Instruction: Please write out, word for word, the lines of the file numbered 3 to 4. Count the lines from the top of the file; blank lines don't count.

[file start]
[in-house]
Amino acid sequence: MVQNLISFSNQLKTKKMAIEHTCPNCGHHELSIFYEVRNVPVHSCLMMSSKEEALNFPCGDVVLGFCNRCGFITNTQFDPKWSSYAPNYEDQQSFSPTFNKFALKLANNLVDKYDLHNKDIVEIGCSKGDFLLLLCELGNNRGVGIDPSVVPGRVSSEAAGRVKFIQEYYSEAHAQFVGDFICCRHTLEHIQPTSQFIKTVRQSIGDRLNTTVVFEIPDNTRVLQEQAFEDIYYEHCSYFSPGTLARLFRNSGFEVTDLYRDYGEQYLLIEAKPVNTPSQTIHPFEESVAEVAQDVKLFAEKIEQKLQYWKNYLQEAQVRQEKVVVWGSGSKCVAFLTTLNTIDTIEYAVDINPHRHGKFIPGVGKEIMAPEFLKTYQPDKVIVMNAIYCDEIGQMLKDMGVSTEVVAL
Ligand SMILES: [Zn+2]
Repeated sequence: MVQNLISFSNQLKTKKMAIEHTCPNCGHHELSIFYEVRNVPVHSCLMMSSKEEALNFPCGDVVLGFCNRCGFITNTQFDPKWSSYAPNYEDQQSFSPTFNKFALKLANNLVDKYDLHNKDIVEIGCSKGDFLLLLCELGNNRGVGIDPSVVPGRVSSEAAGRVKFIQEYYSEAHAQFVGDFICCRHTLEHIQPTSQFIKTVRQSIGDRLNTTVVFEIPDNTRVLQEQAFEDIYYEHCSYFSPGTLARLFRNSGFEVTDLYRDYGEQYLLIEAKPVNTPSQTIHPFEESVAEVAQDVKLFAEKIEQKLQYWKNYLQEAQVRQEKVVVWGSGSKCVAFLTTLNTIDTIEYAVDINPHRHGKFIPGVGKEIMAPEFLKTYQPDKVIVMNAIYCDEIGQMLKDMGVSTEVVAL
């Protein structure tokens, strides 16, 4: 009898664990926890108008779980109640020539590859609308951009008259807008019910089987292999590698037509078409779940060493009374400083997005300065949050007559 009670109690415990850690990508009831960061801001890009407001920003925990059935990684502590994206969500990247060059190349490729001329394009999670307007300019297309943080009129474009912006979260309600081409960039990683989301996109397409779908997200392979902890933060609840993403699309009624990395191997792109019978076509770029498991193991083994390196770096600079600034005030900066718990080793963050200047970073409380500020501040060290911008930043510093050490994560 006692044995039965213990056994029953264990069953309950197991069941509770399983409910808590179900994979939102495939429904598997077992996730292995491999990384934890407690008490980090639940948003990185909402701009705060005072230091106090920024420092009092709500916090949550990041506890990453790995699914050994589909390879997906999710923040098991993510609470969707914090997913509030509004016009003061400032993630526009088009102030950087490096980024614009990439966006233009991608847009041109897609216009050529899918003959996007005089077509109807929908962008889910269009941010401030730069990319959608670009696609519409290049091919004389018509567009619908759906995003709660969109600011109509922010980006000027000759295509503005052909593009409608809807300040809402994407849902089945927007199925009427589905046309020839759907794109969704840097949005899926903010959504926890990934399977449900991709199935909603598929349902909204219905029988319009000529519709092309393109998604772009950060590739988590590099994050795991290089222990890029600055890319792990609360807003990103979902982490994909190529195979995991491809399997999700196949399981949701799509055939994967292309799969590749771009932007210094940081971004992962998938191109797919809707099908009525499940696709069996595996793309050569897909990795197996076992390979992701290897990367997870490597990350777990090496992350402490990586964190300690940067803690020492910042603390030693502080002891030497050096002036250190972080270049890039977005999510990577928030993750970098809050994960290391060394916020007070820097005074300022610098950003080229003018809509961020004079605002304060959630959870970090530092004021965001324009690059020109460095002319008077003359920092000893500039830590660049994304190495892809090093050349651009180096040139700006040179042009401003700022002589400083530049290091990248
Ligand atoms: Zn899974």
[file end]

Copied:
Ligand SMILES: [Zn+2]
Repeated sequence: MVQNLISFSNQLKTKKMAIEHTCPNCGHHELSIFYEVRNVPVHSCLMMSSKEEALNFPCGDVVLGFCNRCGFITNTQFDPKWSSYAPNYEDQQSFSPTFNKFALKLANNLVDKYDLHNKDIVEIGCSKGDFLLLLCELGNNRGVGIDPSVVPGRVSSEAAGRVKFIQEYYSEAHAQFVGDFICCRHTLEHIQPTSQFIKTVRQSIGDRLNTTVVFEIPDNTRVLQEQAFEDIYYEHCSYFSPGTLARLFRNSGFEVTDLYRDYGEQYLLIEAKPVNTPSQTIHPFEESVAEVAQDVKLFAEKIEQKLQYWKNYLQEAQVRQEKVVVWGSGSKCVAFLTTLNTIDTIEYAVDINPHRHGKFIPGVGKEIMAPEFLKTYQPDKVIVMNAIYCDEIGQMLKDMGVSTEVVAL